U.N. Circles Pessimistic over Possibilities of American-soviet Agreement on Palestine
Menu JTA Search

U.N. Circles Pessimistic over Possibilities of American-soviet Agreement on Palestine

Download PDF for this date

Expression of the pessimism prevailing in United Nations circles over the possibility of an agreement between the United States and the Soviet Union on a mutually satisfactory plan for implementation of a U.N. decition on Palestine was given here today by Polish delegate Ksawery Pruszynski, chairman of the sub-committee on partition.

Pruszynski announced the reconvening of the sub-committee tomorrow afternoon, out said that he does not believe that the session will discuss implementation since the four-nation group which is trying to reconcile American-Russian plans on implementation has not made any progress and is not likely to come to any decision for the next few days.

“The only way is for the United States to meet the Soviet plan half-way,” the sub-committee chairman said. At the same time, it was indicated in U.N. circles that the U.S. delegation would not go any further toward compromise than its offer of yesterday, since it considers that entrusting the implementation of the partition decision completely to the Security Council may have serious consequences.

The American delegation is of the opinion that the smaller nations, which are not enthusiastic about the Security Council, may abstain from voting for partition at the General Assembly if the Soviet plan is accepted in the Ad Hoc Committee. Members of the American delegation also point out that at least six of the eleven members of the Security Council are not in favor of the partition idea. They are: Britain, France, China, Argentina, Colombia and Syria. It is possible that India–which also opposes partition–may become a member of the Security Council.


The admission of Transjordan to the U.N. was urged at the Political Committee by Australian delegate Dr. Herbert Evatt, chairman of the Ad Hoc Committee, and Argentine delegate Jose Arce. Evatt, arguing that the majority of the Security Council in 1946 regarded Transjordan as eligible for immediate admission, said that only the Soviet veto, based on doubts as to Transjordan’s independence, prevented acceptance of the Arab state’s application.

“If a case had been made out that Transjordan was not independent and could not carry out its obligations under the Charter,” said Evatt, “this would have been a valid reason for rejection. But the majority of the Security Council concluded that Transjordan was an independent state and that there was nothing in its treaty obligations which would conflict with its duties as a member of the United Nations.” Evatt said that another Soviet argument regarding absence of diplomatic relations between Transjordan and the Soviet Union “had nothing to do with the question,” this criterion being nowbere laid down in the Charter.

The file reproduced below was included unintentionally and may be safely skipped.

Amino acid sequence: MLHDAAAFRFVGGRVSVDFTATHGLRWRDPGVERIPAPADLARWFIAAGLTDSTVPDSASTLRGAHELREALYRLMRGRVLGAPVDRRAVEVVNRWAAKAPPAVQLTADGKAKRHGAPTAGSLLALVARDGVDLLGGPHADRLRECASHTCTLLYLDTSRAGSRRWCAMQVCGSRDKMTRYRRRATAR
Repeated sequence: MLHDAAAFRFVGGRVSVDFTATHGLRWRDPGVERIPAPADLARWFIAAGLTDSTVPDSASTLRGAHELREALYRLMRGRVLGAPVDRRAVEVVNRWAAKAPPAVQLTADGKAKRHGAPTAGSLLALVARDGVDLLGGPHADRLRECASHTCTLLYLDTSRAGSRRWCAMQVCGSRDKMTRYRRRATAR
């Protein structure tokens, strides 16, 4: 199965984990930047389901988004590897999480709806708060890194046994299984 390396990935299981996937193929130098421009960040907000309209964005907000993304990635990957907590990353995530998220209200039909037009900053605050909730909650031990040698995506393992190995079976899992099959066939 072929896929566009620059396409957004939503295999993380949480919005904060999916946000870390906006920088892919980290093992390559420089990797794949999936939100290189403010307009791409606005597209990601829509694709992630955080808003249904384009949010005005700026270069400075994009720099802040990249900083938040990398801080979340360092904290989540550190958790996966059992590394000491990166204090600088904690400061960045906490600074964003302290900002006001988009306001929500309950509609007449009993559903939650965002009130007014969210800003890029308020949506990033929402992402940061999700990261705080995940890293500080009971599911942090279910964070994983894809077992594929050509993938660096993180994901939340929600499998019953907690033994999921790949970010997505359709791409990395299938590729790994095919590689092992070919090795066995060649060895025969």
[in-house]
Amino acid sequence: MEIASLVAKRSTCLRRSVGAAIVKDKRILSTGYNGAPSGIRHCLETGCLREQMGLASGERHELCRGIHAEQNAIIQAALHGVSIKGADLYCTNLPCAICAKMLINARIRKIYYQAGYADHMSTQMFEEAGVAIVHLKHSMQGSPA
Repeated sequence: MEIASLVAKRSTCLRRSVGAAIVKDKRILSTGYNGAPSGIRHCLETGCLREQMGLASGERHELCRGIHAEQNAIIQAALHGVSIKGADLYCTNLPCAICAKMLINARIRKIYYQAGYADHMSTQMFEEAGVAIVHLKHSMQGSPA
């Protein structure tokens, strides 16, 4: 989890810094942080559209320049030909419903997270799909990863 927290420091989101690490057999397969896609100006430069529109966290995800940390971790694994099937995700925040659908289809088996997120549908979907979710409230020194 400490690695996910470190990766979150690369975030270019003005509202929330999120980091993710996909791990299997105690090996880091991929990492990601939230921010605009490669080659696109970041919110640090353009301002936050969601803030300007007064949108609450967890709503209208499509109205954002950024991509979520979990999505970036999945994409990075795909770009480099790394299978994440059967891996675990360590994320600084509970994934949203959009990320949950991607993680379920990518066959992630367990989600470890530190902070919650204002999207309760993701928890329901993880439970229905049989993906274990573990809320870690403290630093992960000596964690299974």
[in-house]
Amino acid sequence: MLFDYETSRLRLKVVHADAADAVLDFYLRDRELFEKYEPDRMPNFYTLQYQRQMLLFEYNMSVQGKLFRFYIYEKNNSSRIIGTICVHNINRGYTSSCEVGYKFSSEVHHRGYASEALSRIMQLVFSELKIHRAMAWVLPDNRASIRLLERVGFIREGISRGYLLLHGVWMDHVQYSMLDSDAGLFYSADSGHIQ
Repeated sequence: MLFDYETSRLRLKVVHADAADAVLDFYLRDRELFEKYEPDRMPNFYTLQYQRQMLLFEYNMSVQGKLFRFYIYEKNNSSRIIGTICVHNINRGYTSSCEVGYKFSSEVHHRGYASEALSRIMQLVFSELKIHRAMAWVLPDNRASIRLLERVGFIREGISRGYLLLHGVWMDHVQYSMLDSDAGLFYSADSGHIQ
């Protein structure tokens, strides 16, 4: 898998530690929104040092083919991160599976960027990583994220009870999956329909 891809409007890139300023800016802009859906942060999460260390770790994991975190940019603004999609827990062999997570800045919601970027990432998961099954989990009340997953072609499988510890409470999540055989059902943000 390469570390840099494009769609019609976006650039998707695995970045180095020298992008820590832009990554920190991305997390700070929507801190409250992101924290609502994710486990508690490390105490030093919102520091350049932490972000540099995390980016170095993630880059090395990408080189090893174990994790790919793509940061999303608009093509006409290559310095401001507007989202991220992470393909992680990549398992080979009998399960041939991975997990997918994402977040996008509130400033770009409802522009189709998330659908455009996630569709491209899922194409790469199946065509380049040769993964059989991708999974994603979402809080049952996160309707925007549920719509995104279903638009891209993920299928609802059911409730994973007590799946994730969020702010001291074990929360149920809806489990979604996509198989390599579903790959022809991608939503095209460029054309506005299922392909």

The joint Egyptian-Iraqi-Lebanese resolution calling for international cooperation to prevent immigration likely to disturb friendly relations between nations was objected to, in the Social, Humanitarian and Cultural Committee, by U.S. delegate Mrs. Eleanor Rooseveit. She said that since the Ad Hoc Committee is studying this and other questions relating to Palestine, its work should not be prejudged by the Social, Humanitarian and Cultural Committee.

Iraqi representative Mrs. Badia Afnan, referring to U.S. objections to the Arab resolution, said that she was not singling out Palestine, ## the resolution to affect the entire world. She cited assertions of Lt. Gen. Frederick B. Morgan, ex-UNRRA director in Germany, and of a U.S. Third Army report which maintained that Jewish immigration to Palestine is encouraged and not spontaneous. She also charged that American citizens finance the bulk of “illegal immigration” to Palestine.

Besides the Arab resolution, the Social, Humanitarian and Cultural Committee also has before it a resolution of the United Kingdom, transferred from the Ad Hoc Committee, urging each U.N. member to accept a fair share of displaced persons and refugees, and through the I.R.O. to develop overall plans for this purpose. An Indian draft resolution submitted today reaffirms that the main task concerning DP’s is to encourage and assist in every possible way their early return to their countries of origin.

Founding Funders

The digitization of the JTA Archive would not have been possible without the generous support of the following donors:
  • The Gottesman Fund
  • Righteous Persons Foundation
  • Charles H. Revson Foundation
  • Elisa Spungen Bildner and Robert Bildner, in honor of Norma Spungen
  • George S. Blumenthal
  • Grace and Scott Offen Charitable Fund